By avoiding specific details, and by framing their ostensible opposition to a deal by appealing to general anti-American and anti-Western sentiments, the hardliners signal that they are not necessarily opposed to the peaceful conclusion of the nuclear dispute, but by what may ensue afterwards, namely normalization of ties with Washington.

To achieve this effect, the hardliners are applying pressure on the government to make minimal concessions, in the hope that the final deal is not built on solid foundations, and therefore is vulnerable to modification or even abandonment at some point in the future.

But to be successful the hardliners need to reach out beyond their immediate constituency and mobilize a critical mass of prominent voices from the conservative establishment.

There was little evidence of this on display at the latest gathering which was mostly attended by politicians from the right-wing "Paaydari" (Resistance) faction of the Iranian parliament. Mohiyehdeen Haeri-Shirazi - a member of the Assembly of Experts - was one notable exception, but he struck a moderate tone at the conference by expressing confidence on the integrity of the Iranian negotiating team.

Covert support
Despite a lack of support from the conservative establishment, the hardliners may yet be able to achieve some of their goals, provided their secret support network in the security establishment delivers for them in the next four months.

While officially the IRGC is fully aligned with the leader on the nuclear issue, there is no doubting that some senor IRGC commanders in addition to influential elements from the broader security establishment have deep misgivings on a credible and long-term deal.

Similar to the right-wing ideologues and politicos, hardline factions in the security establishment are not necessarily opposed to a deal in principle but by the repercussions of any agreement and the possibility of rapprochement with the United States.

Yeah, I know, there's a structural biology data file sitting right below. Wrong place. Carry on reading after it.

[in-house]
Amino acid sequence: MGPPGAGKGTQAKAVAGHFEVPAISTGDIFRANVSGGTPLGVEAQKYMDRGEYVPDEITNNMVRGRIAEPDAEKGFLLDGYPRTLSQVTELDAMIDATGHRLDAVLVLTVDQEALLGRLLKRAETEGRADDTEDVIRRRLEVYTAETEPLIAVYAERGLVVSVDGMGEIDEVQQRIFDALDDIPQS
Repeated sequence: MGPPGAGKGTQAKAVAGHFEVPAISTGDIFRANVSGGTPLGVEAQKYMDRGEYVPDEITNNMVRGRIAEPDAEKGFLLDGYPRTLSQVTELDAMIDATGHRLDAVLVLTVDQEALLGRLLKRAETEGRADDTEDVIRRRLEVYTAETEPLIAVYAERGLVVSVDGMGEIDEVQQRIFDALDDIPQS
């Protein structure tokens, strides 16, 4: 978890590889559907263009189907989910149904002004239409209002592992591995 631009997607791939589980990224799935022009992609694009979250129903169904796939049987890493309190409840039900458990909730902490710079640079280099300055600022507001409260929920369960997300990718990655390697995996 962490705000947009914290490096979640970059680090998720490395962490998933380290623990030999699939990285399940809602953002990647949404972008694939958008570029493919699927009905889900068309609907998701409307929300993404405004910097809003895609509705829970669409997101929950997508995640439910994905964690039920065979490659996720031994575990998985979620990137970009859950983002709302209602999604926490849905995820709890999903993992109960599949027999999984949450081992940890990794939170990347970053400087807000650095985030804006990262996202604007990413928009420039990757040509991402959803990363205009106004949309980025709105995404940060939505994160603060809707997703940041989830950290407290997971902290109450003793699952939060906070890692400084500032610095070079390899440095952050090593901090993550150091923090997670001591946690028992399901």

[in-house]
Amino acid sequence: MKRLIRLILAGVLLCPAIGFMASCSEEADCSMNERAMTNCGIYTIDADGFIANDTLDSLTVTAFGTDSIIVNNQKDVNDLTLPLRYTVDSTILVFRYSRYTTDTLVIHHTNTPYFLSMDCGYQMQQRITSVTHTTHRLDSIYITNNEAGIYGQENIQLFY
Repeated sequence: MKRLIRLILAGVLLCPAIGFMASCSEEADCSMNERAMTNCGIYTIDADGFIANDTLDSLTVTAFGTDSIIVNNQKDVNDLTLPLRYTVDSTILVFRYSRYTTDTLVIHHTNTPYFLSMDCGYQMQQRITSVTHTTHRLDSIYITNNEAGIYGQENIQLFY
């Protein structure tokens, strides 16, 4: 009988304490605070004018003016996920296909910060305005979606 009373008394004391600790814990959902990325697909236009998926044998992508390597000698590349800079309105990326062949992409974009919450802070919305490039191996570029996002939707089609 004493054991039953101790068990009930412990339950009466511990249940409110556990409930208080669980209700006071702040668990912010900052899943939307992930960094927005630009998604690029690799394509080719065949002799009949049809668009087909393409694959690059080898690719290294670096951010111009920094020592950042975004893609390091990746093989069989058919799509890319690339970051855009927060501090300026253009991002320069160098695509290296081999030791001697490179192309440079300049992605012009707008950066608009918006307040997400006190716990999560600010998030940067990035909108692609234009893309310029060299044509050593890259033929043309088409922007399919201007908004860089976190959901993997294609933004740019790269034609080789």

But how can disaffected elements in the security establishment help the hardliners and will it be enough to materially affect the outcome of the negotiations? Foremost, they can leak information to hardliners with a view to embarrassing the Iranian negotiating team, in addition to lobbying the upper reaches of the IRGC to stake out a tough position in the closing stages of the negotiations.

The hardliners will be aiming to affect the leader's calculus by exaggerating the level of disaffection and opposition in the IRGC and the broader security establishment.

But even if they achieve this effect there is no guarantee of success as the final say rests with Ayatollah Khamenei. Hitherto, the balance of evidence suggests that Iran's leader wants the negotiations to succeed and is trying to create the right conditions for the negotiators to strike a deal that is favorable to Iran.

Mahan Abedin is an analyst of Iranian politics. He is the director of the research group Dysart Consulting.

This was article was originally published by Middle East Eye. Republished with permission.

(Copyright 2014 Middle East Eye)